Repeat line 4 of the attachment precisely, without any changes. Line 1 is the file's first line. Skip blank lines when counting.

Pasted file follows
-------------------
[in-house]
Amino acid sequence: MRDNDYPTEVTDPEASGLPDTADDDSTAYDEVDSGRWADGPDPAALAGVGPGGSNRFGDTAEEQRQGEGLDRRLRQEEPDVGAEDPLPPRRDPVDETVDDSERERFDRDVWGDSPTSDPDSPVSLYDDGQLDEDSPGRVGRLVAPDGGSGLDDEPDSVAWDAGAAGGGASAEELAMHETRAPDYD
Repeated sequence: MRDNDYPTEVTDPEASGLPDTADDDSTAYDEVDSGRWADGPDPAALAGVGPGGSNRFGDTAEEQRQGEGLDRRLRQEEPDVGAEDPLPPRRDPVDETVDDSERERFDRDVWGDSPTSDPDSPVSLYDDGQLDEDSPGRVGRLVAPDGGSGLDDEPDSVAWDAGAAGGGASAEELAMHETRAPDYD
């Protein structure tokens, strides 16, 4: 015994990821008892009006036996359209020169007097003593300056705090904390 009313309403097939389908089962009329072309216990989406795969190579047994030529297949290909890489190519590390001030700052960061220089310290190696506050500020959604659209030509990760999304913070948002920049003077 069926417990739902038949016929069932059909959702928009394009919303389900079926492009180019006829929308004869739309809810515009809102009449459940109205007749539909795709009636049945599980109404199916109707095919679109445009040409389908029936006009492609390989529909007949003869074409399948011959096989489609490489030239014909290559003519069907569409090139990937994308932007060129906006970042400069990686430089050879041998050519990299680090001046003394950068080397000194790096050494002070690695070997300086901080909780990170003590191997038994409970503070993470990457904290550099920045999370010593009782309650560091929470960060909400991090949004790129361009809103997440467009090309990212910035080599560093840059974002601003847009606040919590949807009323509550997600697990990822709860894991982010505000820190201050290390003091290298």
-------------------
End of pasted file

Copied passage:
């Protein structure tokens, strides 16, 4: 015994990821008892009006036996359209020169007097003593300056705090904390 009313309403097939389908089962009329072309216990989406795969190579047994030529297949290909890489190519590390001030700052960061220089310290190696506050500020959604659209030509990760999304913070948002920049003077 069926417990739902038949016929069932059909959702928009394009919303389900079926492009180019006829929308004869739309809810515009809102009449459940109205007749539909795709009636049945599980109404199916109707095919679109445009040409389908029936006009492609390989529909007949003869074409399948011959096989489609490489030239014909290559003519069907569409090139990937994308932007060129906006970042400069990686430089050879041998050519990299680090001046003394950068080397000194790096050494002070690695070997300086901080909780990170003590191997038994409970503070993470990457904290550099920045999370010593009782309650560091929470960060909400991090949004790129361009809103997440467009090309990212910035080599560093840059974002601003847009606040919590949807009323509550997600697990990822709860894991982010505000820190201050290390003091290298």